Oral Argument

The transcript of the oral argument before the Supreme Court makes it clear that the Justices and counsel had significant difficulty in analyzing this case. The Justices attempted to have counsel define the mental state required and the kind of loss, if any, required for defalcation.  The Court looked to the requirements for fraud in the general sense, as well as embezzlement and larceny as those terms are nearest to defalcation in the Bankruptcy Code.  The Court questioned the parties regarding what mental state should be required: whether it mattered if Bullock knew taking out the loans constituted self-dealing and constituted a breach of fiduciary duty; whether some higher standard was required. The specifics of the conduct involved and the nature of the terms of the Trust were also examined.

The Decision

In the final analysis, the Supreme Court held that where the conduct at issue does not involve bad faith, moral turpitude, or other immoral conduct, the term defalcation requires an intentional wrong. The Court went further to state that its definition of intentional conduct included not only conduct that the fiduciary knows is improper, but also reckless conduct of the kind that the criminal law often treats as the equivalent. Therefore, in situations where actual knowledge of wrongdoing is lacking by the fiduciary, the conduct satisfies the requirement if the fiduciary consciously disregards or is willfully blind to a substantial and unjustifiable risk that such conduct will result in a violation of a fiduciary duty.

To summarize, the term defalcation in the Bankruptcy Code includes a culpable state of mind requirement involving knowledge of, or gross recklessness in respect to, the improper nature of the fiduciary behavior.  In adopting this standard, the Court


Before Bullock, the standard for defalcation ranged from no specific state of mind to some degree of fault to extreme recklessness.  Bullock resolved the circuit split and set forth the minimum culpability required by a fiduciary to make a debt non-dischargeable as one closer to the extreme recklessness end of the spectrum. This higher standard is likely to result in more debts arising from a debtor’s breach of fiduciary duty to be dischargeable, and furthers the bankruptcy policy of providing debtors with a fresh start.  The result is one clearly articulated standard, but there still remains ample room for courts to be inconsistent in their application of this defalcation exception to discharges in bankruptcy.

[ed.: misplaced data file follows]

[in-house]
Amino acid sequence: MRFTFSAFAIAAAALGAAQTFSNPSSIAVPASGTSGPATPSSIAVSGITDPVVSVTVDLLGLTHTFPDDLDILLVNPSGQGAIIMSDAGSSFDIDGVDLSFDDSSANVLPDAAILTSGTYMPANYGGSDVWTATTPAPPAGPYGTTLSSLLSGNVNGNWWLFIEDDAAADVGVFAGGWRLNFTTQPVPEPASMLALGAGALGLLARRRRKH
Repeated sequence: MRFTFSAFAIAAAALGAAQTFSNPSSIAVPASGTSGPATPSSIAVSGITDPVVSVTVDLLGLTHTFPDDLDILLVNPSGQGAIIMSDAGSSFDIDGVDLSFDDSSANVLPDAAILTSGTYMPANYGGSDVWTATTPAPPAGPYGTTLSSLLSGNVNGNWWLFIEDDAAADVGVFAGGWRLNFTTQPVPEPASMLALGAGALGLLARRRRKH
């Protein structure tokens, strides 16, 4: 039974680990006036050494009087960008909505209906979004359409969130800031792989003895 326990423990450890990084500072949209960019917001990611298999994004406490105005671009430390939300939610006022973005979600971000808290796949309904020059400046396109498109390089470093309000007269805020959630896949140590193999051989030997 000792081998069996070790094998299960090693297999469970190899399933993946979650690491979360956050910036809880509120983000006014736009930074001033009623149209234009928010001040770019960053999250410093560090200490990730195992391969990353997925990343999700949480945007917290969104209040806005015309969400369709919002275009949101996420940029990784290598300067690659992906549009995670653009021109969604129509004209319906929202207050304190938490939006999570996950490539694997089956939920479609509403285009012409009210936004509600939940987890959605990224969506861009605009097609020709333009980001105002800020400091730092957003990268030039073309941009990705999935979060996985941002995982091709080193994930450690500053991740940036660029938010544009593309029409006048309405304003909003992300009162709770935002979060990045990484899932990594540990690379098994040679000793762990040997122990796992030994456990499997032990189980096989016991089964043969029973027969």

Negotiation and Drafting of Construction Contracts

Significant risks to the construction contractor can arise from the contracts entered into for various projects.  However, these risks can be managed by a thorough understanding of key contract provisions and assistance of counsel in negotiating and drafting contract provisions to clarify rights and obligations of the parties, fair allocation of risks, and other protections that may be available.  A well-drafted construction contract clearly defines key terms such as scope of work, price, terms and conditions of payment, and allocation of foreseeable risks.

The contract process in the construction industry often starts with the bidding process.  Bidding for construction jobs can make or break the construction contractor.  It is essential for the contractor to know how to effectively bid for work to make a profit and have a successful business.  There are a number of ways to bid construction contracts.  But whichever method is used, success depends upon developing the most accurate cost estimate and formulating the lowest reasonable bid.

A project can be either private or public.  Usually a private project is one let by a private individual or entity, while a public project is let by a governmental entity.  The private project process usually involves solicitation of quotes or formal bid proposals from contractors, bids or offers by the contractors, and acceptance of the bid, resulting in a legally enforceable contract.  On the other hand, the public construction contract bidding process must follow set requirements under federal, state, and local laws.